What Is It
The fourth and last of the Shrek movie franchise – before the mantle is passed over to the standalone Puss In Boots feature, of course – Shrek Forever After finds the green ogre in dire straits. This time, for reasons, no doubt, soon to be explained, Shrek does a deal with Rumpelstiltskin, which leads to him taking a trip through a bit of the script to Back To The Future Part II. For Shrek ends up in a parallel version of Far Far Away, where the world is very different, ogres are the enemy and where he’s never met the love of his life, Fiona. Hopefully, that’s not an excuse to rerun the Shrek meets Fiona love story, though.
In theory, Shrek Forever After should take the franchise to slightly darker places, and it’s throwing plenty at the screen to make it interesting this time round. There’s 3D, of course, the bringing back of lots of old favourites, and a concerted effort to wrap everything up once and for all.
It shouldn’t be forgotten, too, that the Shrek franchise has delivered the highest grossing animated movie of all time, with Shrek 2 devouring over $900m at the worldwide box office. The films have arrived at tri-annual intervals since the first took its bow back in 2001, and DreamWorks is pinning many of its summer hopes on, by far, its most lucrative franchise.
Who’s Behind It
This time, directing duties have been passed over to Mike Mitchell, whose back catalogue wouldn’t make him an obvious candidate to tackle the film. We can’t see the words ‘From the director of Deuce Bigalow: Male Gigolo‘ on the poster, for instance, although Mitchell does have the underrated Sky High to his name. It’d be unwise to write him off.
The script has been penned by Josh Klausner and Darren Lemke, the former having the third Shrek movie and also Date Night to his name. Lemke, meanwhile, has scribed Bryan Singer’s next project, Jack The Giant Killer.
It’s in the voice talent where DreamWorks has really pulled out the stops. As well as the usual returning suspects – Mike Myers, Cameron Diaz, Antonio Banderas and Eddie Murphy – it’s also recruited in Julie Andrews, Craig Robinson, Jane Lynch and Larry King to lend their vocal talents. Not for the first time on a DreamWorks animated project, there’s no shortage of star power behind the microphones.
Why Should You Watch It?
Here’s where it all gets a bit tricky.
The first Shrek film was packed full of ideas, and a genuine family treat. It was funny, clever and beautifully realised, and set up what should have become one of the classic animated movie franchises. Shrek 2 was notably weaker, with a more stretched story, but compensation arrived in the form of an even funnier turn from Eddie Murphy’s donkey. Thus, while the standard had dropped, we still got our money’s worth.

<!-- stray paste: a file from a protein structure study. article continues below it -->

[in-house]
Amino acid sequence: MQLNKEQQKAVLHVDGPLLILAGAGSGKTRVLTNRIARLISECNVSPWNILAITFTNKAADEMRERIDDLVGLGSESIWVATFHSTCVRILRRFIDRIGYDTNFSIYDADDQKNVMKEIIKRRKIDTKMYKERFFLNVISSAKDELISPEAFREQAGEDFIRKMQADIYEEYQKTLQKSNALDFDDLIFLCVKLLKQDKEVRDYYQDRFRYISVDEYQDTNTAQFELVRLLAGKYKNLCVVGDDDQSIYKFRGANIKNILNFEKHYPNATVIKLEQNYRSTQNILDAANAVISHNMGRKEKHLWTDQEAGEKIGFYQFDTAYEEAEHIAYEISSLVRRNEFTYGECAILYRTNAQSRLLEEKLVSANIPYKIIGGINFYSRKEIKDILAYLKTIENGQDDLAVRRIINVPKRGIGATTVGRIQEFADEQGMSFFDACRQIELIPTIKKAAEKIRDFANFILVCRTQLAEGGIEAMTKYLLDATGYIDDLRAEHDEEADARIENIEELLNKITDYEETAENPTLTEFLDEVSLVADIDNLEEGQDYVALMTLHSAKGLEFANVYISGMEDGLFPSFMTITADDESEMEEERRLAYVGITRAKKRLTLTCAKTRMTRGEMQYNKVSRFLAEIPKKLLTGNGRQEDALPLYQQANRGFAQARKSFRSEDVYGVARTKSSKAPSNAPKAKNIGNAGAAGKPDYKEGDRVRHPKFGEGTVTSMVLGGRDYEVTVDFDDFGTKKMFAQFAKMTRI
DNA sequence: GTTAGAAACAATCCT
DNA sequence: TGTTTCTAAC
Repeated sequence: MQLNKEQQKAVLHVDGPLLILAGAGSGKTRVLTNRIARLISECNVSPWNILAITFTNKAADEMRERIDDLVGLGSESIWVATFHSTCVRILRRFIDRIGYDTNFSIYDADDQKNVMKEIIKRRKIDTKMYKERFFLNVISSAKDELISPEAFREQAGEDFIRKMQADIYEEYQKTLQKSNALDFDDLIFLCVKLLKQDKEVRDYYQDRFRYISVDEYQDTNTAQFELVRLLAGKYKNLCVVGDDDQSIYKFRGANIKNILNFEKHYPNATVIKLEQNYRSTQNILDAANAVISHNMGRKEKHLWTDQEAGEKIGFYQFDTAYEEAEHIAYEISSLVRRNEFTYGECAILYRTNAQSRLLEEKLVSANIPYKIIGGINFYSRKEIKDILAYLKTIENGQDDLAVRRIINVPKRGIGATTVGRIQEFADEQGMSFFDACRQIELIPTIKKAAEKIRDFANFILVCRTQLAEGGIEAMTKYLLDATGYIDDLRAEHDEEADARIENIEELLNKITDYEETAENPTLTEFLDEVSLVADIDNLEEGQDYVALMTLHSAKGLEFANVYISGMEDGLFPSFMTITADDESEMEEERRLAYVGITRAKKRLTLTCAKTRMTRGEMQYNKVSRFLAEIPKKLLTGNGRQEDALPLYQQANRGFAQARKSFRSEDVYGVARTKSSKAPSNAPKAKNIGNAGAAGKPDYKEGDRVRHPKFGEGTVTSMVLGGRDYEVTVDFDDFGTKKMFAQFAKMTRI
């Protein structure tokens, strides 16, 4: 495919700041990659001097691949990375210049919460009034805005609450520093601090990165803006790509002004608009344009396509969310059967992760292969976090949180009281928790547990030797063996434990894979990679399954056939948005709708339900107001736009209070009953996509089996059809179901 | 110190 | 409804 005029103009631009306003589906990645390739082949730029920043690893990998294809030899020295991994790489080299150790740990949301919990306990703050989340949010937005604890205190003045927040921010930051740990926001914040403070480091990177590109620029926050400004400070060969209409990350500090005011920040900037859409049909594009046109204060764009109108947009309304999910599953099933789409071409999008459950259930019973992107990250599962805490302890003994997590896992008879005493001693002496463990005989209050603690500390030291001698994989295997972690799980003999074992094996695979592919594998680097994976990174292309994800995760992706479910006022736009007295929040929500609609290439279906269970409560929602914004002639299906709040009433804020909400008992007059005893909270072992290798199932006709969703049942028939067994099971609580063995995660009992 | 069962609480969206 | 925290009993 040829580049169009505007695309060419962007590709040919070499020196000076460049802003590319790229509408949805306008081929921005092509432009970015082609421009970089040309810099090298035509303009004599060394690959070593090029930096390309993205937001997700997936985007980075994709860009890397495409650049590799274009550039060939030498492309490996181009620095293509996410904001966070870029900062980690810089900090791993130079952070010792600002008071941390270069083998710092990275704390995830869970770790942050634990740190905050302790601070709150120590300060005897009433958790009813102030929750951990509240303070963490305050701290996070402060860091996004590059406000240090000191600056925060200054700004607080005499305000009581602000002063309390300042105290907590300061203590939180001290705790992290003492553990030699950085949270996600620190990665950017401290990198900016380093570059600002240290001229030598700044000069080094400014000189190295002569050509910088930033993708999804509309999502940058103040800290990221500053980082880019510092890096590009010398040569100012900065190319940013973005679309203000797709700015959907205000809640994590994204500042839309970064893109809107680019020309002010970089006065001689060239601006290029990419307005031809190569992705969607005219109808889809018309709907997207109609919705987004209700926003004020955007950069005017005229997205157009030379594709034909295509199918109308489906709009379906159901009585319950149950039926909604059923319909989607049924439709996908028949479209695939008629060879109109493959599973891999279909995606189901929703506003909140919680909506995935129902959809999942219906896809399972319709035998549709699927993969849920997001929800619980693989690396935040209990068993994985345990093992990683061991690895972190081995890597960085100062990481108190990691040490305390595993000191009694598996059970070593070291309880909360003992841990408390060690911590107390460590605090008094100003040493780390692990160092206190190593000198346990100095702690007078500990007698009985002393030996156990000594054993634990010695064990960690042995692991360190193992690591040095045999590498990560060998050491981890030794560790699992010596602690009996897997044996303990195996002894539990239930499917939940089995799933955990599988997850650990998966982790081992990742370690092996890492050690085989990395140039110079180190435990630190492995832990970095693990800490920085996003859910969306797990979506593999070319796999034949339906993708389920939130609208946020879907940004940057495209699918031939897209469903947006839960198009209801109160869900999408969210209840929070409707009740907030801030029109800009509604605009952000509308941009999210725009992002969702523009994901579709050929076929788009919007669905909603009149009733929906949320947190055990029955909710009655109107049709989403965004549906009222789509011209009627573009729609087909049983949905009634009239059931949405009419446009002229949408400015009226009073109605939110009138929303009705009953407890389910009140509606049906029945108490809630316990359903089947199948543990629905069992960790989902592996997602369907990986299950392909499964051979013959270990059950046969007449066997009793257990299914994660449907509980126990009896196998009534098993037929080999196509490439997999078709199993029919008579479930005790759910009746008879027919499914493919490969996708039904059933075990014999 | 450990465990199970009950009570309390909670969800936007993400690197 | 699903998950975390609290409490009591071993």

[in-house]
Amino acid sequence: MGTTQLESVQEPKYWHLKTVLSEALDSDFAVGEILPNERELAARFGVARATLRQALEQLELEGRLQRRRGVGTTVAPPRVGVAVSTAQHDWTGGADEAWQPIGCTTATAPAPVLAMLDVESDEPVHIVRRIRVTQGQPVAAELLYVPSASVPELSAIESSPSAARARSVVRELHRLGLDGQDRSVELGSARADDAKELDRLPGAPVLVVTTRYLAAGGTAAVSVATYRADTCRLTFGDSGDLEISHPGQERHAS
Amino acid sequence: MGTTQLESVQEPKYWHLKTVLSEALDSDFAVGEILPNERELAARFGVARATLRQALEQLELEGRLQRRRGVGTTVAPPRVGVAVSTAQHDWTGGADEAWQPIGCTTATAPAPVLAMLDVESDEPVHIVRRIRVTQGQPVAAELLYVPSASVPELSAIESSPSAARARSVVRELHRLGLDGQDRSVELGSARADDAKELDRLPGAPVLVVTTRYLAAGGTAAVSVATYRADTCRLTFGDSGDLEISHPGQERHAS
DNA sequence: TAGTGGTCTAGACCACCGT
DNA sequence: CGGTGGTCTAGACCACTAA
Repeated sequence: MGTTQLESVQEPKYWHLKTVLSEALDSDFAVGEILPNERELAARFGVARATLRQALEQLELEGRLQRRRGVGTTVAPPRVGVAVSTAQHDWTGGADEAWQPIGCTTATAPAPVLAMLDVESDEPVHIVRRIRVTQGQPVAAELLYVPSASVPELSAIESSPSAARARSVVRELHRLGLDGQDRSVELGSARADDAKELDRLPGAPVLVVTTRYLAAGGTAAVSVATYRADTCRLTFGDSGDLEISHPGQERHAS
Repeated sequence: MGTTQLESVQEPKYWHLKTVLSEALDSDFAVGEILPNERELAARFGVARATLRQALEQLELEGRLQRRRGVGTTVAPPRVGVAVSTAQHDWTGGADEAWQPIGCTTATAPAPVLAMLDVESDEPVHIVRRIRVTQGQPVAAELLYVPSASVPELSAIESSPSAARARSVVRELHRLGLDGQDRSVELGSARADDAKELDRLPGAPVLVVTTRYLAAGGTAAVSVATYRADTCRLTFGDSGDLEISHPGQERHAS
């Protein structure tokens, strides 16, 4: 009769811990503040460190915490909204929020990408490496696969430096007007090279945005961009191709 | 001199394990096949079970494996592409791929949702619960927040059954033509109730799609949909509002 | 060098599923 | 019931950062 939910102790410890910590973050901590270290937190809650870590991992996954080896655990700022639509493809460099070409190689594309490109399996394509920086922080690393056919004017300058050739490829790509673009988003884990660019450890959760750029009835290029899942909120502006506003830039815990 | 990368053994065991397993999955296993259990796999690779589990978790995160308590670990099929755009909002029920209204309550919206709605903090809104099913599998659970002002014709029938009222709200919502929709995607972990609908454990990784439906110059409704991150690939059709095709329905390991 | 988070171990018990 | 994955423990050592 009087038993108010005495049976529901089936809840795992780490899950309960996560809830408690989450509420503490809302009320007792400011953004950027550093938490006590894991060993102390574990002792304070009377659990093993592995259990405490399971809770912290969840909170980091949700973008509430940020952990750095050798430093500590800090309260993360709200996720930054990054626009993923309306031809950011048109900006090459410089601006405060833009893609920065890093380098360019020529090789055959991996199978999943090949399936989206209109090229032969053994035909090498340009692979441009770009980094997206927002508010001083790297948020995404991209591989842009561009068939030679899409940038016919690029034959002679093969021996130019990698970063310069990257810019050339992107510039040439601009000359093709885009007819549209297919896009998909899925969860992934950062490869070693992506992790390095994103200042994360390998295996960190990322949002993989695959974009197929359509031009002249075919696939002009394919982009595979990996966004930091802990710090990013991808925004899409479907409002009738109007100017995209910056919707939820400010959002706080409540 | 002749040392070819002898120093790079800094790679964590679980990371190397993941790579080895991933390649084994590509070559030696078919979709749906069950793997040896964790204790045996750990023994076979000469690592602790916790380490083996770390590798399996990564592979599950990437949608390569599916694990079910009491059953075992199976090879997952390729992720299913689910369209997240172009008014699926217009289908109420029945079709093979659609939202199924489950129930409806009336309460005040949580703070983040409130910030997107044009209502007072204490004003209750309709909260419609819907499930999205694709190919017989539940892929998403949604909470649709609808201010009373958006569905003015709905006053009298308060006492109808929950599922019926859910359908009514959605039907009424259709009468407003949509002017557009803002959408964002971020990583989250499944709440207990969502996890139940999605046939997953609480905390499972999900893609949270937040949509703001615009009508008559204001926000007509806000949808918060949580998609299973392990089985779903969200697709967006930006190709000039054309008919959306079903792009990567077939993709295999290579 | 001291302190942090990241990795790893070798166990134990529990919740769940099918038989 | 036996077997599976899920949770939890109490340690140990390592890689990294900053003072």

And then you arrive at Shrek The Third. This turned up in the middle of a summer of underwhelming prequels – Pirates Of The Caribbean and Spider-Man, anyone? – and duly took its place in line. It looked wonderful, but in every other sense it was a tepid, production line effort, very much a sequel for sequel’s sake. It also drained us of potential excitement for the then already-planned fourth movie.
You only have to compare the hype surrounding Toy Story 3 to see just what a damaged shape the Shrek franchise is in. Shrek 3 was no disaster, yet whereas Pixar has been careful and patient with the Toy Story movies, DreamWorks has come across as desperate just to bash out another Shrek every three years, come what may. Granted, that’s a little harsh, but how many people do you know are really that enthusiastic about Shrek Forever After?
The trailers don’t help either. Again, they look glistening, but once more, there’s a distinct impression that this is a franchise that ran out of ideas many years ago, and is getting by on fumes. We really hope we’ve misread that: a really good Shrek movie would be a treat and a half, and given the rich fairytale infested universe in which the green ogre lives, there are lots of different strands that the franchise could have taken.
Furthermore, it does still have lots of good characters. Yet, even in the trailer, we’re seeing that Puss In Boots appears to be a shadow of his former self. Granted, we fully expect him to shape up come the final reel – he’s got another film to headline, after all – but it all contributes to an upcoming film where we’re yet to meet anyone who appears to be genuinely excited about it.
That said, Shrek Forever After will still make a lot of money, all the more so by the requirement to bang 3D specs on your mush in many screens. In DreamWorks’ defence, it made a good fist of the 3D in How To Train Your Dragon (a cracking film if you’ve not yet seen it), so it’d be remiss to write off that side of the production.
And it’d be remiss, too, to write off the film as a whole. Yet, Shrek Forever After nonetheless has a big challenge. It’s got to erase the memory of Shrek The Third, and topple whatever Pixar has come up with for Toy Story 3. Neither is going to be easy, but if DreamWorks does manage it, then the big screen Shrek adventures will most certainly be getting the swansong that the first film deserved.
US release date: 21st MayUK release date: 9th July